The Forehand Groundstroke
An eastern forehand grip (3) should be used. A semi-western (4) grip is also acceptable as long as the student doesn’t end up slipping all the way under to a full western (5). Using a full western grip will have a host of future drawbacks.
The eastern forehand grip can be modified to the bottom side of the third panel. It will just help you close the racquet a little more then a true eastern.
Roger Federer and Juan Martin Del Potro are two top pros that use an eastern forehand grip. The eastern forehand allows for a more all court game. It allows you to really drive and penetrate but also allows you to generate sufficient spin when getting the racquet head way below the ball.
My coach used to have us drop hit balls into the side-fence with our hand, then progress to choking the racquet up and then holding it all the way down on the grip. The idea was that the racquet was the extension of your hand and your hand was hitting the ball. This is often referred to as ‘palm guidance’ that can only be achieved with an eastern forehand grip, as this is the only grip that allows you to play with the palm facing your target. The palm faces upwards on both the semi and full western grip.
“It’s the dimensions of the court and physical laws which dictate stroke production.” – Vic Braden
The shape of the swing should match the shape of the court, which is less then 20 degrees wide.
In order to do this one should have a vertical swing with a lifting motion.
Turn as soon as you know it’s going to be a forehand. You should be turned by the time the ball has crossed the net. During the unit turn the racquet should be up with the left hand staying on the racquet for at least the first 90 degrees of turn. You then continue to turn the shoulders making sure that the racquet does not go past the right shoulder.
As the ball is bouncing the racquet should free fall to about your knees. You then lift up through contact, contacting the ball around about waist height. Complete the contact zone with the wrist still fixed in this bent position until you get your hand to eye level. This is will allow you to have a longer hitting zone and also to play from the longer lever the shoulder rather than from the forearm.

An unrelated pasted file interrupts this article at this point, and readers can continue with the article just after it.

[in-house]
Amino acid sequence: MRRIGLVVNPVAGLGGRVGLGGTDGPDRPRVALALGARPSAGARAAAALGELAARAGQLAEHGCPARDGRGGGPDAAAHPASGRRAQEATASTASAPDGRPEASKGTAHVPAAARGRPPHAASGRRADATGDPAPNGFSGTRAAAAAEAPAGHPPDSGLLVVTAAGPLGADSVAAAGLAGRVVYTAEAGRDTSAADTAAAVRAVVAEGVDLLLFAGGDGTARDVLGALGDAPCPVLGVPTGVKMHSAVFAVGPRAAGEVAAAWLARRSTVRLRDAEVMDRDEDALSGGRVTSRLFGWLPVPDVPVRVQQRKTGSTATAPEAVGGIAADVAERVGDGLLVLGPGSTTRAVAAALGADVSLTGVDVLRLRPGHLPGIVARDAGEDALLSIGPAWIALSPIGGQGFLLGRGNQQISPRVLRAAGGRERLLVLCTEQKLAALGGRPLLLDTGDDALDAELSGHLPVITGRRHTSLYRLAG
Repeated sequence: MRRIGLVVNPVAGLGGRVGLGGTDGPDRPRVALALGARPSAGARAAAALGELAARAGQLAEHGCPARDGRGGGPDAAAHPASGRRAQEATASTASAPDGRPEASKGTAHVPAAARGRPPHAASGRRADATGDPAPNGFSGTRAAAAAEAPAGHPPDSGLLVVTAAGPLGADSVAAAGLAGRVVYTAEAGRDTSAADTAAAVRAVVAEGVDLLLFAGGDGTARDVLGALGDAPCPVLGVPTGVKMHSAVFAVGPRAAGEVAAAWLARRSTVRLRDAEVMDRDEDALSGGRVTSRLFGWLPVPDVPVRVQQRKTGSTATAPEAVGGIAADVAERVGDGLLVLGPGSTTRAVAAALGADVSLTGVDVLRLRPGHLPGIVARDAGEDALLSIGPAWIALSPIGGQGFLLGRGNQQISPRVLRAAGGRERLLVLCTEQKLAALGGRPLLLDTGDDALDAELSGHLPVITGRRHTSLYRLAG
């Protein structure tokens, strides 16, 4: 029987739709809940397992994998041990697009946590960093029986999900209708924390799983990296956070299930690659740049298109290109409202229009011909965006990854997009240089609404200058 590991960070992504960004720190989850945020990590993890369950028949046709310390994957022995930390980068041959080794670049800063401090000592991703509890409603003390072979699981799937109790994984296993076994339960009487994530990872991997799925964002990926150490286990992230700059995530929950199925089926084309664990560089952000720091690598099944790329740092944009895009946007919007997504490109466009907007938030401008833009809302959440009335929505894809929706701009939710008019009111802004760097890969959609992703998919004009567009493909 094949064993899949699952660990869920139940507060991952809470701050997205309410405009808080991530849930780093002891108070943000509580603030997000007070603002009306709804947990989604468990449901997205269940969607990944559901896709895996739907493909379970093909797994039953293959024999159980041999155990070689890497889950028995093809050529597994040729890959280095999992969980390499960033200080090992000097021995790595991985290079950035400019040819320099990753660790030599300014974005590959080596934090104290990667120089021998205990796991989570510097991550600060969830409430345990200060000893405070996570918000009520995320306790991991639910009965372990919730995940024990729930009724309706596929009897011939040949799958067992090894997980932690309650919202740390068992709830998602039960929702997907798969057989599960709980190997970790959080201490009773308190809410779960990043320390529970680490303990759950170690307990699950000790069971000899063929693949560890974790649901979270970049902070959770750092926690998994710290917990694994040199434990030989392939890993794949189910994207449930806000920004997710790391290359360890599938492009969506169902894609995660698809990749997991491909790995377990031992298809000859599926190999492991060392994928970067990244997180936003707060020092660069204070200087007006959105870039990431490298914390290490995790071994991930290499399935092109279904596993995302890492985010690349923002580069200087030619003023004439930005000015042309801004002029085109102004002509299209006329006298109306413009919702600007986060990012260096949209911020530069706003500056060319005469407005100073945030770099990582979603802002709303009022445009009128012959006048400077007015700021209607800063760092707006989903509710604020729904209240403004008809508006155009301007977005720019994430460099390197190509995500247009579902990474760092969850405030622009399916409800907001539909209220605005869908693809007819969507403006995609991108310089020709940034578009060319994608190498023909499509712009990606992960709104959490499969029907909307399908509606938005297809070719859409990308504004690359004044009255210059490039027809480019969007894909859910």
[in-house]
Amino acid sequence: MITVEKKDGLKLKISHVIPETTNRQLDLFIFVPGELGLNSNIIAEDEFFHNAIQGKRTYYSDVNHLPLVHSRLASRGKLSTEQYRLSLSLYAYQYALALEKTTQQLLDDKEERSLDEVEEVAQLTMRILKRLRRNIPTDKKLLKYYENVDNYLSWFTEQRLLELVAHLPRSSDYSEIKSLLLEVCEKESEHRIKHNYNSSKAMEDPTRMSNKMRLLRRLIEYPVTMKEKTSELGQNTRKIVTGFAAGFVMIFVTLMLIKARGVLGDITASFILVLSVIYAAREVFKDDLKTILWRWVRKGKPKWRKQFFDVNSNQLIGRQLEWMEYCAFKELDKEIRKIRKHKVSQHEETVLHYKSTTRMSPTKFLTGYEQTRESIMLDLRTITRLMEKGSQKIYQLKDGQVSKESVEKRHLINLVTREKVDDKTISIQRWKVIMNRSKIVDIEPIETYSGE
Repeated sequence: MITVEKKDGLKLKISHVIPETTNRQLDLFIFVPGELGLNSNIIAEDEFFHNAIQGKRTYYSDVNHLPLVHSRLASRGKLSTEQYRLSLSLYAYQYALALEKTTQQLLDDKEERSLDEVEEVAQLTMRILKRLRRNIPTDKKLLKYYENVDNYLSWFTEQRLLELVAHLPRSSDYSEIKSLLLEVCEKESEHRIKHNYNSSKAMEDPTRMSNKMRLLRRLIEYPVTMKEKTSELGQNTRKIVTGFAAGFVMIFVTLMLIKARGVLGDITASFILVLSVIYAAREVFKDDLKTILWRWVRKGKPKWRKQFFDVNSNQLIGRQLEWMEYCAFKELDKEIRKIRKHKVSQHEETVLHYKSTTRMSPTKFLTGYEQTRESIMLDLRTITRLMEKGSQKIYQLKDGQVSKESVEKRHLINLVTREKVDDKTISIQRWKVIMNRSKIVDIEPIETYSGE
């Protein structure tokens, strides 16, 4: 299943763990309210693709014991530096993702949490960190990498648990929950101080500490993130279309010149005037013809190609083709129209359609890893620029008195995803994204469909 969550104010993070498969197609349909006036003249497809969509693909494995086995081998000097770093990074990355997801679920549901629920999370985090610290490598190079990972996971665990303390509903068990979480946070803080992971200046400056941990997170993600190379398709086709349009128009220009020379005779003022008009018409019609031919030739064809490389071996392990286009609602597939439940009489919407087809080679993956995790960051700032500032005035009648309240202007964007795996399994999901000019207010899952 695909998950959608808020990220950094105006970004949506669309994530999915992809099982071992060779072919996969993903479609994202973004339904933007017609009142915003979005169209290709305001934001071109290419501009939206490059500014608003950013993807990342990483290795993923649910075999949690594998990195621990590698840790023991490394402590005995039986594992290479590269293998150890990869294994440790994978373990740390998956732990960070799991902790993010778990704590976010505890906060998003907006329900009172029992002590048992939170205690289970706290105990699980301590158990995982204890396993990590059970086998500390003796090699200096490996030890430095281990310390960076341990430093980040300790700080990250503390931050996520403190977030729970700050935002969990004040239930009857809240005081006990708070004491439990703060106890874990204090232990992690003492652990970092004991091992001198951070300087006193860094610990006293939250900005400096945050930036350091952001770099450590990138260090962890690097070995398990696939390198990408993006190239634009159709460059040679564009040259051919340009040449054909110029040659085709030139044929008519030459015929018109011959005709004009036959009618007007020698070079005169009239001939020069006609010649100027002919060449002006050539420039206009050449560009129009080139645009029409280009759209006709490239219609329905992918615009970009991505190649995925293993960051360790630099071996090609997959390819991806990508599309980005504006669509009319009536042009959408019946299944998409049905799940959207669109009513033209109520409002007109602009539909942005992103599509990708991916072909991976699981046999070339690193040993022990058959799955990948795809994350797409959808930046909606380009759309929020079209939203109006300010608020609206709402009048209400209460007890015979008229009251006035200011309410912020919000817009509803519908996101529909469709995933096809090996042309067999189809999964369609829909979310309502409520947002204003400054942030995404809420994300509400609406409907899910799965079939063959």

The swing should also go from inside to outside. As you turn the racquet should be closer to your body, but with you elbow away not touching your side, then as you go to swing forward the racquet should start to get further away from your body, there should be an outstretched finger to thumb space between your upper arm and upper body.
There is a direct relationship between the power generated and the distance between your body and the contact point. The greater the distance the more power you will generate. Swinging inside-out and having the racquet swing up/lift through contact are the two necessary components to hitting true topspin.
The body should be lifting, the center of gravity, the CG lifts at the hit.
1. Unit turn by the time the ball has crossed the net.
2. After taking multiple small steps to the ball, take a longer step out towards the ball, getting low with the body and racquet. Your thighs should be almost parallel to the ground and the racquet should be free-falling.
3. Lift at contact – your front leg should be straight.
One of the most common mistakes is for the head to lift too soon. You will see when someone is hitting a golf ball or kicking a football/soccer ball. The brain is a head of the hit, so it is common to want to look too soon. You need to keep your eyes transfixed on the contact point. This will help you keep your head still and prevent it from lifting. As soon as you lift your head your body will follow and so will your swing. A kinesthetic feedback is to wait to feel your shoulder hit your chin. Not only will is help you keep your head down, but it will also help prevent you from pulling off the shot too early, therefore increasing your contact zone.